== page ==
Zanzibar, Tanzania – Jackie held her one month old child to her chest. If for no other reason, the new life pressed against her had to be why she stopped using. After eight years of heroin addiction, she‘d been clean for three weeks.
“Let me be clear, this isn‘t my first time in a sober house,” she said from a treatment centre in Zanzibar, an island off the coast of Tanzania where, according to the Revolutionary Government of Zanzibar, an estimated 7 percent of the one million residents are drug addicts.
This is one of the highest rates in the world.
Jackie‘s determined that this will be her last time.
“The first fix is not the solution, I‘m staying clean for myself and for my baby. I don‘t want to lose her, I can‘t stay sane if I know she‘s being raised by another person.”
Jackie, whose surname has not been published to protect her privacy, has been in and out of treatment centres seven times.
Zanzibar has launched an aggressive campaign to deal with its drug problem but everyone is confounded by how to help female addicts such as Jackie, whose treatment always seems to end the same way – back on the streets using.
In the 1990s, international drug smuggling routes began moving heroin from Afghanistan through East Africa‘s poorly regulated ports on the way to the US and Europe.
It wasn’t long before dirt-cheap narcotics leaked into the population – affordable even for the more than 40 percent of the population living below the poverty line.
The help available to addicts in Zanzibar is rare in the rest of Africa, where only one in 18 drug users have access to help services, as compared to one in three in North America.
This has drawn addicts from across East Africa and as far as Oman to seek help.
Zanzibar has a network of 11 sober houses that have treated more than 3,000 people, harm-reduction programmes for those still using, daily 12-step meetings around the island, and for the past two months, a methadone clinic.
But women are slipping through the cracks of these services. Only one of the methadone clinic‘s 30 or so patients is a woman, and while the men‘s sober houses range from 20 to 30 who recover, the two women‘s clinics have only three or four who kick the habit.
“Everywhere you go you see this phenomenon of women not getting to treatment, or they drop out of treatment, and if you ask them why they say they are uncomfortable, they say, ‘we‘re stigmatised and we have no services that address our needs,'” said Nabila el-Bassel a professor at Columbia University who studies female drug use.
Globally, limited research exists on female drug addicts.
“There is a huge, huge gap in knowledge about women who use drugs everywhere,” Bassel said. “We need to stop using women as variables.”
Women constitute a minority of drug users, but they are likely under-reported and they also experience devastating consequences of addiction: female injection drug users face higher mortality rates, higher risks of HIV infection, and faster progression to dependency.
Female drug users are stigmatised around the world but particularly in conservative Zanzibar, where 99 percent of the population is Muslim.
“Women feel embarrassed, ashamed, they‘re dealing with religion, culture, tradition, prostitution, rape.”
Female drug users are likely to have been sexually assaulted in the past and sexually assaulted when they‘re using. Women often exchange sex for drugs, pairing two sins that make them irredeemable in the eyes of many of the island‘s residents.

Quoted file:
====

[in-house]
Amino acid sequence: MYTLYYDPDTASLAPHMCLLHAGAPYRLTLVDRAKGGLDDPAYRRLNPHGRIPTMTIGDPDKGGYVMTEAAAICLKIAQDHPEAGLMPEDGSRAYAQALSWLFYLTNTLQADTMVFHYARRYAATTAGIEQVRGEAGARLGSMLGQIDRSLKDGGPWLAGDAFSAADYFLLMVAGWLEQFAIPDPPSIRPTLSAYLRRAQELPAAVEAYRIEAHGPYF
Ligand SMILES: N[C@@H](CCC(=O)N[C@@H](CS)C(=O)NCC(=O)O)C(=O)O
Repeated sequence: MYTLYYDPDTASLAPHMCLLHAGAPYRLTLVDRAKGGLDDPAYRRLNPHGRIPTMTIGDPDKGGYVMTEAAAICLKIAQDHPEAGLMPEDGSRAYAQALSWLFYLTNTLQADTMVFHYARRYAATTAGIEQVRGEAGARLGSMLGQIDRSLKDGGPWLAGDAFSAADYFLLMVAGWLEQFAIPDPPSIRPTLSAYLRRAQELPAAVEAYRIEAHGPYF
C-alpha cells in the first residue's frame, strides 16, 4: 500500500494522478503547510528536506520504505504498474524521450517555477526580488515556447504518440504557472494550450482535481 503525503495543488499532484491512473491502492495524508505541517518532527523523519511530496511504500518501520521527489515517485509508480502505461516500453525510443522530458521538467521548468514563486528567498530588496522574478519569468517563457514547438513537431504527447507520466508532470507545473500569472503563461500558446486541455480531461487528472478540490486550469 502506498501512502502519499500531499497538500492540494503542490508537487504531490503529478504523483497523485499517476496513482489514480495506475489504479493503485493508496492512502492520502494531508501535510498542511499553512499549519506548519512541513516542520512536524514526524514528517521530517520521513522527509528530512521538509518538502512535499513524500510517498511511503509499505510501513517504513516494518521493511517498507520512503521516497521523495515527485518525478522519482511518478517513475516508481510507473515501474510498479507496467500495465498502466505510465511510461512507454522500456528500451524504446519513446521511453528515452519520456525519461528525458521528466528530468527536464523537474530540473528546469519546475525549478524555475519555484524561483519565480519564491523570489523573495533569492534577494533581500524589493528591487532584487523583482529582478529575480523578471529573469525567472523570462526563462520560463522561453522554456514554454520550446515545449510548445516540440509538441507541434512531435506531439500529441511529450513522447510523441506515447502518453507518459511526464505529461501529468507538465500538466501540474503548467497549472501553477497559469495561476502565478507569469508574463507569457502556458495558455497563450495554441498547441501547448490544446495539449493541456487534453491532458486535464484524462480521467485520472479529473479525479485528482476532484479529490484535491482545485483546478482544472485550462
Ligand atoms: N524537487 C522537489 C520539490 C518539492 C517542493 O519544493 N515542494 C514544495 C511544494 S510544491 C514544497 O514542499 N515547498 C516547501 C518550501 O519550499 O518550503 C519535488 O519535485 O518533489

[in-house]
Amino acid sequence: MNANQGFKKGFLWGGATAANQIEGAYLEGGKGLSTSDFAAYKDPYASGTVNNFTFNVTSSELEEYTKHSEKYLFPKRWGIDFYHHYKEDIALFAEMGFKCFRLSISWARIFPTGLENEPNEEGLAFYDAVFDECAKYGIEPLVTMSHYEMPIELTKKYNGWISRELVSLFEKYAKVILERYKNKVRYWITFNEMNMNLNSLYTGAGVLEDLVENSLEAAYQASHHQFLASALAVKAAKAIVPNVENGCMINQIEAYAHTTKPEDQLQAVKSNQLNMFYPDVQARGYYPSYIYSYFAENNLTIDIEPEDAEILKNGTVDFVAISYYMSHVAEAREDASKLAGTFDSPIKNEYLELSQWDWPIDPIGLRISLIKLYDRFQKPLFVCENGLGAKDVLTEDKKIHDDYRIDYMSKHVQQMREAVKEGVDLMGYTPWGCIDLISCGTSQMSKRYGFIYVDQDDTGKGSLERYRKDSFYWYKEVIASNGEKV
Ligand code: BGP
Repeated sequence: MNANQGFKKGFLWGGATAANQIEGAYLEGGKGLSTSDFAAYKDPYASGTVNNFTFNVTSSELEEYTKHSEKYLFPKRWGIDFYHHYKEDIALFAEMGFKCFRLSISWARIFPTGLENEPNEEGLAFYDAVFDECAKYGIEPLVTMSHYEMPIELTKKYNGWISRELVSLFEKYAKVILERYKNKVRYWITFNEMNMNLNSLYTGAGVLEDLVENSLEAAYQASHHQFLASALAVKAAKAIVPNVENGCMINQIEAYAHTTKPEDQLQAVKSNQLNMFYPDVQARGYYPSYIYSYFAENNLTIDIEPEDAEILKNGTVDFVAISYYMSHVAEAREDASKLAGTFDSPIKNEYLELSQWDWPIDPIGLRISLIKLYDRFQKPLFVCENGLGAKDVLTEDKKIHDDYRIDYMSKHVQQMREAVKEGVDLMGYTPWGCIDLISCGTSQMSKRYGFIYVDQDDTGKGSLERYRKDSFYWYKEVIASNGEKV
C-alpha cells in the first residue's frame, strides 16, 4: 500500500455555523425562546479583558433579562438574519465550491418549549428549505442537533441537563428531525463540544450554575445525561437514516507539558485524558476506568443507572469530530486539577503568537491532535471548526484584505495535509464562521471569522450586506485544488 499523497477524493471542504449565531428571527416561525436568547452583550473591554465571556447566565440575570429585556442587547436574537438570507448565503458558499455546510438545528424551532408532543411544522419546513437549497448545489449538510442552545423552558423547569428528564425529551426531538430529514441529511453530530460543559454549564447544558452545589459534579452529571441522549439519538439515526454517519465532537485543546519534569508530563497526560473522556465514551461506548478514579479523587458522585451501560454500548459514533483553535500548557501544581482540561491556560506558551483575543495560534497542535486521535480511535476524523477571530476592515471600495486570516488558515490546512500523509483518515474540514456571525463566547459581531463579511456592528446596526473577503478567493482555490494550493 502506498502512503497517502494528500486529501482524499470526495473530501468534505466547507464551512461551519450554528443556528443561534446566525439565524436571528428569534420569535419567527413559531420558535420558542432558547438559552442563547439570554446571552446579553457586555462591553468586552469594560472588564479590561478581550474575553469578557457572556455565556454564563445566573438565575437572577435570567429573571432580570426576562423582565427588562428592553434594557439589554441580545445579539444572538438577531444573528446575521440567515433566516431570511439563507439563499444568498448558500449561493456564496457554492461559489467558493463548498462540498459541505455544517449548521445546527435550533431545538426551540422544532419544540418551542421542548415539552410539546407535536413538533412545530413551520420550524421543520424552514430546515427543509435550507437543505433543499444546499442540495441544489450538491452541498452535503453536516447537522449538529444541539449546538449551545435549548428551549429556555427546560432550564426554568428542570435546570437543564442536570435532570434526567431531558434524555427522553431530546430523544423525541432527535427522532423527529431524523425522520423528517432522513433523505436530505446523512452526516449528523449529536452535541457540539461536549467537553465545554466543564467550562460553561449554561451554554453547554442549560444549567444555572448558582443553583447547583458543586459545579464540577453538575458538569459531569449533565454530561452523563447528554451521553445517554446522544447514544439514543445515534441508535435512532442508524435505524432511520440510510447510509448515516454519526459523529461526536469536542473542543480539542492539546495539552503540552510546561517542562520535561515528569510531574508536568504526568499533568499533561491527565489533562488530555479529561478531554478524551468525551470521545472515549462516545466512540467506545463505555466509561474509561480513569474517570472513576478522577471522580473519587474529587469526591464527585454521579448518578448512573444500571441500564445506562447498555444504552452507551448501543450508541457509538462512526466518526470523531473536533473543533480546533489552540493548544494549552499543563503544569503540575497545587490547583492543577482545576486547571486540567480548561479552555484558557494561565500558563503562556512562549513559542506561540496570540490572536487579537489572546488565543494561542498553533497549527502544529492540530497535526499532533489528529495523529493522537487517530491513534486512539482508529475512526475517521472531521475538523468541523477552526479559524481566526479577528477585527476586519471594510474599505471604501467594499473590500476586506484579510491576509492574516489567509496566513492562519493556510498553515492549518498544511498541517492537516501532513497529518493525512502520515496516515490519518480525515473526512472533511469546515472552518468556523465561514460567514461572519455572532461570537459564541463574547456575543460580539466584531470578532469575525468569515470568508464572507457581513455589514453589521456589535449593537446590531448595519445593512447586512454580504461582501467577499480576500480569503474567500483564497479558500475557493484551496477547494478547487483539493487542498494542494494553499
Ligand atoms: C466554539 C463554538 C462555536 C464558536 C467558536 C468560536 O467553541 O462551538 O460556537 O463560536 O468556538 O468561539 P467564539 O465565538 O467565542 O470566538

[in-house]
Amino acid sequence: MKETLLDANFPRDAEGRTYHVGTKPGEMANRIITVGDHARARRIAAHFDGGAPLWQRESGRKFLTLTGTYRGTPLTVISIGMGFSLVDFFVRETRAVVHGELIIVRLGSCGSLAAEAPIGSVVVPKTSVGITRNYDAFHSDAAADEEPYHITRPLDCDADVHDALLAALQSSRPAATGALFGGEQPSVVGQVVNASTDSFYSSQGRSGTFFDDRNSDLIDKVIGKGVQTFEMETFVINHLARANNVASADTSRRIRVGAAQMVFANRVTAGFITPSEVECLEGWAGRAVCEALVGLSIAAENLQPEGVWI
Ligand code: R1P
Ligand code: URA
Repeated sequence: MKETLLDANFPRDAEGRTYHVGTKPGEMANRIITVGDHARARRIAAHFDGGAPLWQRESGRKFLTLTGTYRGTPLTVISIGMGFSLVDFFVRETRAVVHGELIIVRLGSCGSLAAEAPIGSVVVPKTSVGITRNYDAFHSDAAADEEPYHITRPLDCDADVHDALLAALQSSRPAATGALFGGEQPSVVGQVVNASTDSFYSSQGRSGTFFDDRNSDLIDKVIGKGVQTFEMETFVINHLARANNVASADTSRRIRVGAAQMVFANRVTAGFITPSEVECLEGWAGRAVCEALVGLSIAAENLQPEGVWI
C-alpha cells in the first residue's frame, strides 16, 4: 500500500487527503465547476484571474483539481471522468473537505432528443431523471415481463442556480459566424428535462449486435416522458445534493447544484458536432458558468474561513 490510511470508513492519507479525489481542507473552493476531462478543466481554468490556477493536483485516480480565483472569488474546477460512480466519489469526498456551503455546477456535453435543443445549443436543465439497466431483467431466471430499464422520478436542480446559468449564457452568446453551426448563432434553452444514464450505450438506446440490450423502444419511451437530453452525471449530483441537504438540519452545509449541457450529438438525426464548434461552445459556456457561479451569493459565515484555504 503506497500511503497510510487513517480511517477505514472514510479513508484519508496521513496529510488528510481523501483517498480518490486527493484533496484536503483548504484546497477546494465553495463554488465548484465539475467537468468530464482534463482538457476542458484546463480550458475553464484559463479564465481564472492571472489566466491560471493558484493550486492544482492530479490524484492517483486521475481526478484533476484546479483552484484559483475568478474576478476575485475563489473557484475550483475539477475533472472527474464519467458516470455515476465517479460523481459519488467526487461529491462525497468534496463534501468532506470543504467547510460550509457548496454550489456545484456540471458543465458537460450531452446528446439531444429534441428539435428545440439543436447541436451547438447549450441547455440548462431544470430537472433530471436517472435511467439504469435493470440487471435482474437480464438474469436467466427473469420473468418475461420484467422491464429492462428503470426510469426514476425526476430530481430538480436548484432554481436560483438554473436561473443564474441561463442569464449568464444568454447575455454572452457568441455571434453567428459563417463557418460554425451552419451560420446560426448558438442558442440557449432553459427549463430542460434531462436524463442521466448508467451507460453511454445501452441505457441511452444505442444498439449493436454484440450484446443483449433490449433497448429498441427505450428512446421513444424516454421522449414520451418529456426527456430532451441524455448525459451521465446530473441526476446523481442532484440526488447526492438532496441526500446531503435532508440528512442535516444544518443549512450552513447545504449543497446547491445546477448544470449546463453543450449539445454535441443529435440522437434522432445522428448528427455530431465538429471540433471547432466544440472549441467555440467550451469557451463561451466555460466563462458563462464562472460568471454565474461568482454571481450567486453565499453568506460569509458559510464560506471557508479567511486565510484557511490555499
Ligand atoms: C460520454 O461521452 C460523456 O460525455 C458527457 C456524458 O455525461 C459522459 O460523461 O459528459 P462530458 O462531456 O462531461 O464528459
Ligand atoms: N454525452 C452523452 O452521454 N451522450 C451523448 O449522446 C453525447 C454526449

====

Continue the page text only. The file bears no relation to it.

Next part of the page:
“When I was using I‘d go to Maskani, I wouldn‘t have anything, no money,” Jackie said, referring to the place where she bought drugs. “‘Don‘t worry Jackie,’ they‘d say, ‘I have money,’ they‘d buy me drugs,” she said recounting her conversation with male drug users.
“Are you going to sleep with me?” Jackie recounted saying as she balanced her baby on her lap, bottle-feeding her.
Women are typically introduced to injection drugs by a male partner with whom they often share needles.
Injection drug user rates have ballooned to 16 percent, and among sex workers to 12.8 percent in the last decade.
“Anybody can find themselves into drug addiction [but it’s more likely] with traumatic effects of domestic violence, sexual assault, physical abuse, single parents,” said Abdullah.
“You try to cover your feelings, you try to escape.”
Hadija and Sandra sat outside Malaika Sober House, one of the island’s two clinics for women. They had just finished a 12-step meeting and the women traded stories while smoking cigarettes.
Stretched across the door step was a woman who periodically groaned as the pain of withdrawal rustled her consciousness.
This is Hadija’s second time at Malaika, she relapsed a few months ago after staying sober for more than two years.
“We started to establish the women‘s programme in 2011 and very few have sustained recovery, more have collapsed along the way,” Abdullah said of the women‘s sober houses.
“Its been a good programme with very few clients.”
Sandra misses her two children. It is illegal for children to be in sober houses in Zanzibar, a barrier for many women.
“For now, they‘re better off without me, especially the youngest one,” Sandra said.
“Oh god, I used to take her with me to places where people smoked dope. I need to focus on my recovery, a year isn‘t a long time if I know it means I can have the rest of my life with them,” she said.
Because of her baby and because in the past Jackie was caught with heroin at the sober house, she’s left and is looking for an apartment of her own.
“My sister calls me every morning, ‘Jackie please don‘t use today,'” Jackie said. “Sometimes I talk to myself when I‘m thinking about using: ‘Don‘t do this Jackie, don‘t do it.’“